By Timothy Esposito | STC President
You may find yourself editing a large DITA document, and you may ask yourself, “How do I work this?” And now you may find yourself as the President of the Society for Technical Communication, and you may ask yourself, “How did I get here?” Well, for me, the answer is not as straightforward as you may think; it involved a lot of attempts, many of which failed, before achieving success.
Every technical communicator has a story about how they found their niche in the workforce. My tech writing career began in college when they rolled out a new email service and asked me to write instructions on how to use it. So, I wrote up some steps, added a personal copyright in the footer, and submitted it to the IT department. Shortly thereafter, my instructions were being handed out (sadly without my copyright) to both students and professors alike. While it took a few years for my career to catch up, when it did, tech writing was a natural fit.
Soon after becoming a full-time technical communicator, my manager suggested I join STC. I attended a few local meetings of the Philadelphia Metro Chapter and signed up. Almost immediately the chapter sought to get me involved. First, they suggested I run for chapter president (I lost), and then they had me set up a chapter scholarship program, a process which helped me later re-establish STC’s student scholarship. After a few years of being chapter treasurer, I ran for the role of STC treasurer and lost to Jim Bousquet, who honestly was a better treasurer than I would have ever been. Then I was passed over by the Nominating Committee no less than 3 times. So, I chaired a few awards committees for the next couple of years before running for society secretary, and then VP and president; and here I am now the new STC president.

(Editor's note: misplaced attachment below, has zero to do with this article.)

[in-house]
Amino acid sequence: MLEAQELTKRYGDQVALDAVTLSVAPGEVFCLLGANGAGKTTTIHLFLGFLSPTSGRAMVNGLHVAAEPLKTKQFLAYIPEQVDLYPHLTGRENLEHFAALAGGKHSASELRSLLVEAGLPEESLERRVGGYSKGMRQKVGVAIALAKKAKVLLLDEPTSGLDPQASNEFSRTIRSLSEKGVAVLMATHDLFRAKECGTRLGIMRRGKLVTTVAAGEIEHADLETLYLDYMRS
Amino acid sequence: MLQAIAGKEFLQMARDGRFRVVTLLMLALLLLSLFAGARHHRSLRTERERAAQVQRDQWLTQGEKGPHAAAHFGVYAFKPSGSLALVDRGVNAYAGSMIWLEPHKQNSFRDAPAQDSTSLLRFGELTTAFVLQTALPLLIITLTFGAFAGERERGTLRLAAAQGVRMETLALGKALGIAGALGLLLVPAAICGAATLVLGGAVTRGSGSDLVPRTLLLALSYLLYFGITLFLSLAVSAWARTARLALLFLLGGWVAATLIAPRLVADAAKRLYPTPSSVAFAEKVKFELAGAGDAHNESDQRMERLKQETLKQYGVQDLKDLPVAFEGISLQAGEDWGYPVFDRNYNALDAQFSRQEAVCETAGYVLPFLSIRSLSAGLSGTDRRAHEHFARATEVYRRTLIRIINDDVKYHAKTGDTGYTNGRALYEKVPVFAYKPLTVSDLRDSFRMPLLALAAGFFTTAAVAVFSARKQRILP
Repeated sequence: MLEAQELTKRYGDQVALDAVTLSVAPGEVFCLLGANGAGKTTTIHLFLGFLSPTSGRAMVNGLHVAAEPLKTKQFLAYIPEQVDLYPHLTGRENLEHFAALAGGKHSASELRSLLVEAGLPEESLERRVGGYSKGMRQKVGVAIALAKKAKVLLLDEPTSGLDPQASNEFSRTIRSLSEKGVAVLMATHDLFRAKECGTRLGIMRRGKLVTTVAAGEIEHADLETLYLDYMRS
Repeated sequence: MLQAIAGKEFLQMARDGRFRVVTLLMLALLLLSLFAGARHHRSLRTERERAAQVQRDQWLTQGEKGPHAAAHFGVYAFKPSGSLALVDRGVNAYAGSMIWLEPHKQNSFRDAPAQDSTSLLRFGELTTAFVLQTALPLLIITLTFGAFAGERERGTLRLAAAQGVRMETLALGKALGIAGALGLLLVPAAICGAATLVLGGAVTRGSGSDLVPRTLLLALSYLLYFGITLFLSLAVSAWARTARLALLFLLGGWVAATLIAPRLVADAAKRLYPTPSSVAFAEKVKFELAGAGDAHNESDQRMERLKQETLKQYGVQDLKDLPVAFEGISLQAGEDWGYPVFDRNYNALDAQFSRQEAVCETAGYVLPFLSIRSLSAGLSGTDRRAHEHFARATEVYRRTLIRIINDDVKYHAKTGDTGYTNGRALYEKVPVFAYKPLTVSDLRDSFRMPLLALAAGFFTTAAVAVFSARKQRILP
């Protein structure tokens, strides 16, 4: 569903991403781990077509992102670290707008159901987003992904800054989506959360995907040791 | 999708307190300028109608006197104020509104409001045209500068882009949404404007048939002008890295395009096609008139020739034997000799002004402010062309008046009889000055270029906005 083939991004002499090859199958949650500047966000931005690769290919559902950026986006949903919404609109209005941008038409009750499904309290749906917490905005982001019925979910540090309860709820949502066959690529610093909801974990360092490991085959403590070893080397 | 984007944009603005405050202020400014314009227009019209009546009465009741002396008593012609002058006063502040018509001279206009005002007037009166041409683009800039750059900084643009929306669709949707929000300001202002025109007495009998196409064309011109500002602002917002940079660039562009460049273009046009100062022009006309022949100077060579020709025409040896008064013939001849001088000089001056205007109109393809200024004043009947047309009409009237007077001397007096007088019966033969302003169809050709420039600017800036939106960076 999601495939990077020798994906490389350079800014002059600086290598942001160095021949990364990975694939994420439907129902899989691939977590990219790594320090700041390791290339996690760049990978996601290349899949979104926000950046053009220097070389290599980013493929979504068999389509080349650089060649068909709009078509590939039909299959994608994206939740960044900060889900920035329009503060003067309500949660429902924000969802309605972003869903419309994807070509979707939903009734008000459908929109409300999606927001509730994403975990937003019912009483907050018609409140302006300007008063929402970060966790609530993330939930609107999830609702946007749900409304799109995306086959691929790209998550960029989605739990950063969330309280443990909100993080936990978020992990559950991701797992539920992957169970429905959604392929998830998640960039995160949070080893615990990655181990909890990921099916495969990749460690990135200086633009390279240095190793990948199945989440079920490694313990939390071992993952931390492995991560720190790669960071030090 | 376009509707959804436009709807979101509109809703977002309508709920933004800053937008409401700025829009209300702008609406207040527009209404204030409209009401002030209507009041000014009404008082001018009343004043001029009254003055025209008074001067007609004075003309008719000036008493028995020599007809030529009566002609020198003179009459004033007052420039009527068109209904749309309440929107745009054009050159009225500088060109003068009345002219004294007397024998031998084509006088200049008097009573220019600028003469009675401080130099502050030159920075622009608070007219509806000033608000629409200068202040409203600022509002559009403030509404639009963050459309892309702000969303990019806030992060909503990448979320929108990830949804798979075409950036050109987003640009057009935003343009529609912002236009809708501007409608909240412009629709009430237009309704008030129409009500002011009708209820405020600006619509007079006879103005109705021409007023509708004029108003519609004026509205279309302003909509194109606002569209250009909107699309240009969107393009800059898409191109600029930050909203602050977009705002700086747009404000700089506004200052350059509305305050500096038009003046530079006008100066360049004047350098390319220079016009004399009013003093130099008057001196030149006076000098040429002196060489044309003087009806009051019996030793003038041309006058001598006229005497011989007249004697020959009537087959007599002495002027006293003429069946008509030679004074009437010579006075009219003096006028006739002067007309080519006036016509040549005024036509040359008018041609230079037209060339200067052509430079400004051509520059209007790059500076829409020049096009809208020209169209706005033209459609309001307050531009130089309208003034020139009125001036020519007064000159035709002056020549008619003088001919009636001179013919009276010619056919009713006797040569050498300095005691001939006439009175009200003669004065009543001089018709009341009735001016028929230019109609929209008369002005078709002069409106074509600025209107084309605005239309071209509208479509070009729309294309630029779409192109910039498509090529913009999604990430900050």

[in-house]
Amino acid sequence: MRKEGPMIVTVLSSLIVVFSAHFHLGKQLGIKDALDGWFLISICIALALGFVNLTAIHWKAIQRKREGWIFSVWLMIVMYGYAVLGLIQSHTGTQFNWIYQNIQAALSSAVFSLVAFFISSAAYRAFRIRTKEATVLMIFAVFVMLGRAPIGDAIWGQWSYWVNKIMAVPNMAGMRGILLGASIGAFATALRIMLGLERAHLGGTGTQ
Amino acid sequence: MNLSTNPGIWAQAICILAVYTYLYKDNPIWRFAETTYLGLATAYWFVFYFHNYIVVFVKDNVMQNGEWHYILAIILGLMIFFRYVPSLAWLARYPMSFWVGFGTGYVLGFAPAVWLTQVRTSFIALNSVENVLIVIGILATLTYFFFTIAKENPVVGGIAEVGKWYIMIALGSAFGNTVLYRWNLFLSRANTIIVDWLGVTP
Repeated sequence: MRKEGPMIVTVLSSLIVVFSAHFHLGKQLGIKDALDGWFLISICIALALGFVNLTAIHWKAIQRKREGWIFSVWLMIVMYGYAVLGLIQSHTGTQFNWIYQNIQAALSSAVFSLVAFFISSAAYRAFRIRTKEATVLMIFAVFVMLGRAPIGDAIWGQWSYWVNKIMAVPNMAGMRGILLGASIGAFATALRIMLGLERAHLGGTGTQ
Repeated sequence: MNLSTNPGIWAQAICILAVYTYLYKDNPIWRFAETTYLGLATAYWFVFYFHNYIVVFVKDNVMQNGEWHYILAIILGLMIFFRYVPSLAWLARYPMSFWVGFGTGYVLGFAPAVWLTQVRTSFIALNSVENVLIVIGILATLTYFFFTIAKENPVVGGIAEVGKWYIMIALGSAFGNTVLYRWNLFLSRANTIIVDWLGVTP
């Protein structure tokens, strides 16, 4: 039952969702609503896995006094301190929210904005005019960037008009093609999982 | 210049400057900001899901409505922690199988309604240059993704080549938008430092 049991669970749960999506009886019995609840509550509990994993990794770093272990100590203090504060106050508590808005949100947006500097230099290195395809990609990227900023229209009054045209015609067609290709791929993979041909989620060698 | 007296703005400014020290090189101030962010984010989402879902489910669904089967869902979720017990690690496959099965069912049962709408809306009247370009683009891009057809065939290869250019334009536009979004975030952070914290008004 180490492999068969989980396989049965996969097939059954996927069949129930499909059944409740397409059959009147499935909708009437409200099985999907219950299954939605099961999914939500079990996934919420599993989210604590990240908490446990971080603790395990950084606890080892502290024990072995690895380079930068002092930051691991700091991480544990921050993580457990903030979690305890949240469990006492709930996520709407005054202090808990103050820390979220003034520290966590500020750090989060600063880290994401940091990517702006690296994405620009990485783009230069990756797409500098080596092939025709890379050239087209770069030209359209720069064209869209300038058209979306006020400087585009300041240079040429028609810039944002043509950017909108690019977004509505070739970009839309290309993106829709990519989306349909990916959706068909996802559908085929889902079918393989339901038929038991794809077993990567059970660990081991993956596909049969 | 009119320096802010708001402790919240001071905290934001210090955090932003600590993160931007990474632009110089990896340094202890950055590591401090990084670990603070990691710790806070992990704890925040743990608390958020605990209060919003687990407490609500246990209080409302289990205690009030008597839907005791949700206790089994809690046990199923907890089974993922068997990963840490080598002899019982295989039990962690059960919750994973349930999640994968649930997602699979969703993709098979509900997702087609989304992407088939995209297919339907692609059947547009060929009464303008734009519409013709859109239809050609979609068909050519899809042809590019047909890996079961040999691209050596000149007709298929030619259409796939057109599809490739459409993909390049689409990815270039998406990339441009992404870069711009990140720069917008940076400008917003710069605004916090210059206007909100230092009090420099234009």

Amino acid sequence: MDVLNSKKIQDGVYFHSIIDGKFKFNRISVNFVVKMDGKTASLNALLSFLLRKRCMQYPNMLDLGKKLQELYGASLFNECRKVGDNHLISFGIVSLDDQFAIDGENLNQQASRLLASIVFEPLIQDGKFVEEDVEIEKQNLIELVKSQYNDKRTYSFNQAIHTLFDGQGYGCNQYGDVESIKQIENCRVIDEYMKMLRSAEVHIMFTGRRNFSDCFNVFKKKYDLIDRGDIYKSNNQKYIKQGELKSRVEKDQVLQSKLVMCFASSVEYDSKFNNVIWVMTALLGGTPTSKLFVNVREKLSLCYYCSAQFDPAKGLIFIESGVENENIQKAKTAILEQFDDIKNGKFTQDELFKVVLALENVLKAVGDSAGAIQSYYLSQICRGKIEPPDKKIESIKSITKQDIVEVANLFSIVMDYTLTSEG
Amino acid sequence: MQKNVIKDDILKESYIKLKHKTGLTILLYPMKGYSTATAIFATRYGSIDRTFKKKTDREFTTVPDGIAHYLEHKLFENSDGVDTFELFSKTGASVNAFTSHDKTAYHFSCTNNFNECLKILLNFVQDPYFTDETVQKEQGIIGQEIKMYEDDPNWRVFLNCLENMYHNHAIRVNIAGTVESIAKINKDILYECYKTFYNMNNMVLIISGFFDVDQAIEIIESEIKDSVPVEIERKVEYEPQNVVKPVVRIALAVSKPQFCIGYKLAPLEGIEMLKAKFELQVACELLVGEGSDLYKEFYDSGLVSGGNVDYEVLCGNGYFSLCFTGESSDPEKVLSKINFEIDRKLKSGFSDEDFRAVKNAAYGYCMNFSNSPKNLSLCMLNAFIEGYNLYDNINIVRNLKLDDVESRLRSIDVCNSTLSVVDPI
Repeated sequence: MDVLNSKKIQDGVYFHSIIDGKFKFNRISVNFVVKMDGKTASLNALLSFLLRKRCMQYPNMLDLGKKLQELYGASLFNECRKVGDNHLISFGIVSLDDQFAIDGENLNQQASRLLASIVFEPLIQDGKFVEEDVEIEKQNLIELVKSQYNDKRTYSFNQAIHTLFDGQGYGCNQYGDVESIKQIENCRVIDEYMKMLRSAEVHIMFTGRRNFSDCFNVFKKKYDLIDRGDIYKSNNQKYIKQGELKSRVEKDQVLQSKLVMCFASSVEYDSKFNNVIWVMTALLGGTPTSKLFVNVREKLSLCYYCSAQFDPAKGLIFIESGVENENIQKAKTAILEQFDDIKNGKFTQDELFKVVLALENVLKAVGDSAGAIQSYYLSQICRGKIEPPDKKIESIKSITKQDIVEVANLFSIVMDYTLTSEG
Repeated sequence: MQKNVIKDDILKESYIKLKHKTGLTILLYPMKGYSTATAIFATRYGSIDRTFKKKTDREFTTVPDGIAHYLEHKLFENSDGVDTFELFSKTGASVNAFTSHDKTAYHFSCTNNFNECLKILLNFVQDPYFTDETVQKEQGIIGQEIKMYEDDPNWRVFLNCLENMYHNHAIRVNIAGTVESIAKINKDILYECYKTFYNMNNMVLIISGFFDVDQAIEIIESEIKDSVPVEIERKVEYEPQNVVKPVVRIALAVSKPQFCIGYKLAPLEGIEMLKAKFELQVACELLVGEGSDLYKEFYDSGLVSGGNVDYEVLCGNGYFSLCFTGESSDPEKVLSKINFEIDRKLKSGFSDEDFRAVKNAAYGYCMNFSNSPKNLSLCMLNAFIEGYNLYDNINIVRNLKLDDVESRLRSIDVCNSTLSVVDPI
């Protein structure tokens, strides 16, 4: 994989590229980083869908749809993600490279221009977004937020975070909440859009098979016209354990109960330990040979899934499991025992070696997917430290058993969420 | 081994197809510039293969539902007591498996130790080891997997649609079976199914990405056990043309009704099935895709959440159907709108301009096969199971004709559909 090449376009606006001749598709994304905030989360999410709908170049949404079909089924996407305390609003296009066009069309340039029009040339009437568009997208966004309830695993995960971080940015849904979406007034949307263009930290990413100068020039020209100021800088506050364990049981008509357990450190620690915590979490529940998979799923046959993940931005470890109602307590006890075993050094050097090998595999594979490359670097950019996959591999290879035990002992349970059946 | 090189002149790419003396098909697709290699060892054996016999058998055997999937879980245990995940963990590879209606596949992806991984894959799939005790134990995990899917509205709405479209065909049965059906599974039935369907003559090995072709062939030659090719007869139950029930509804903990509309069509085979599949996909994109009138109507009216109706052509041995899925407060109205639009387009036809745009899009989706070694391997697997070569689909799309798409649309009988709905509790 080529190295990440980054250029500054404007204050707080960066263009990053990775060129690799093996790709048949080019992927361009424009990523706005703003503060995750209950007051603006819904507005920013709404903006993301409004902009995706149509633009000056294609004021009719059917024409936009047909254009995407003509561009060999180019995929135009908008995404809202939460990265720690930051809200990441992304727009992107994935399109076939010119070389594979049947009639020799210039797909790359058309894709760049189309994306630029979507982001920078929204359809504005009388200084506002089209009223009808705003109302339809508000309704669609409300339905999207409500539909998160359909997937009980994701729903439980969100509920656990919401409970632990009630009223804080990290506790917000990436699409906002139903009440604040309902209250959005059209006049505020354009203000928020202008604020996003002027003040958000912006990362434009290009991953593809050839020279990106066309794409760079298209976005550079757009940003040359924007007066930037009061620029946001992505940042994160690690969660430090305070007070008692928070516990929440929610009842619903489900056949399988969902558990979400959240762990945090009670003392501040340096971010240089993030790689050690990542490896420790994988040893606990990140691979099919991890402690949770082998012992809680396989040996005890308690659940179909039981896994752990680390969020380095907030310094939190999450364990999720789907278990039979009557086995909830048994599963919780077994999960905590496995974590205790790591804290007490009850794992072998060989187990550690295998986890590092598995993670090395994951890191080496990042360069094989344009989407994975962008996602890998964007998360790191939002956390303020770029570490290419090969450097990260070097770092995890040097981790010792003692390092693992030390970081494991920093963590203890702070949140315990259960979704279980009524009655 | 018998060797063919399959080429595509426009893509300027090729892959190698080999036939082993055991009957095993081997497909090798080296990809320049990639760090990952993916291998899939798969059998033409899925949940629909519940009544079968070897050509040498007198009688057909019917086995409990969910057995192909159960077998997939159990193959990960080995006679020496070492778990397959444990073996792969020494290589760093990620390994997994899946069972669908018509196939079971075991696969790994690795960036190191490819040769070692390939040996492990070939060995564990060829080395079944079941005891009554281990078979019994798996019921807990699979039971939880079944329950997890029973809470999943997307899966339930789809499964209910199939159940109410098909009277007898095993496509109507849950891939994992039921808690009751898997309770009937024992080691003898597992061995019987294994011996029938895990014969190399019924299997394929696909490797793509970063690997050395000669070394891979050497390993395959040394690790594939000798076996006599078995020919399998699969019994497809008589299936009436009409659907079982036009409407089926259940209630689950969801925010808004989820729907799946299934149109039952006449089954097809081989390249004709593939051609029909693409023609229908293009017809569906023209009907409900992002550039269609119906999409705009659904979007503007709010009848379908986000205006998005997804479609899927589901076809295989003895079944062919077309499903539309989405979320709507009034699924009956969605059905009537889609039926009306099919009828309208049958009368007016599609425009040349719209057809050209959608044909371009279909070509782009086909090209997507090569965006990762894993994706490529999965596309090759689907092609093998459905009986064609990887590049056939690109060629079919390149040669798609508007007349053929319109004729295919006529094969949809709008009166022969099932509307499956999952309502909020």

Did all these failures and successes make me a better presidential candidate? Did they give me what it takes to be a leader for our Society? Well, what they did give me was insight into how STC works, and how the passionate members, volunteers, and staff want the Society to grow and thrive. It gave me the courage to step out of my introverted tendencies and lead a group. Personally, I would love for all of you to consider becoming more involved with the Society; do not be afraid of risk and failure! Challenges will only make you a stronger person and increase your visibility in the job market, as well as open connections within our community.
For the next few years, STC will face some great challenges itself. We said goodbye to our longtime, dedicated CEO Liz Pohland. However, as they say, every time a door is closed, another one opens. STC is already researching new CEO and association management options. This will also mean changes in the Society; maybe what worked 20 years ago isn’t a good model in today’s culture. Our Annual Business Meeting and Leadership Programs have already moved to being virtual events so we can include more members, for example. What other changes would you like to see happen? A new model for membership? A new structure for communities? What do you think STC needs to do to meet the needs of you and your communities? Let the board know by sending a note to firstname.lastname@example.org.
STC and You
As you let the days go by, pause and consider where you and STC are going. While STC could be the same as it ever was, consider – how can it be better for not just you, but for everyone in the Society? Technical communicators are a diverse group with diverse skills. How can you and STC help each other achieve greatness and find your beautiful house, meet your beautiful spouse, and get behind the wheel of that large automobile?
TIMOTHY ESPOSITO (email@example.com) is the 2023-24 president of STC. His ongoing column will keep you updated on STC’s direction, and be filled with fun cultural references such as https://youtu.be/5IsSpAOD6K8.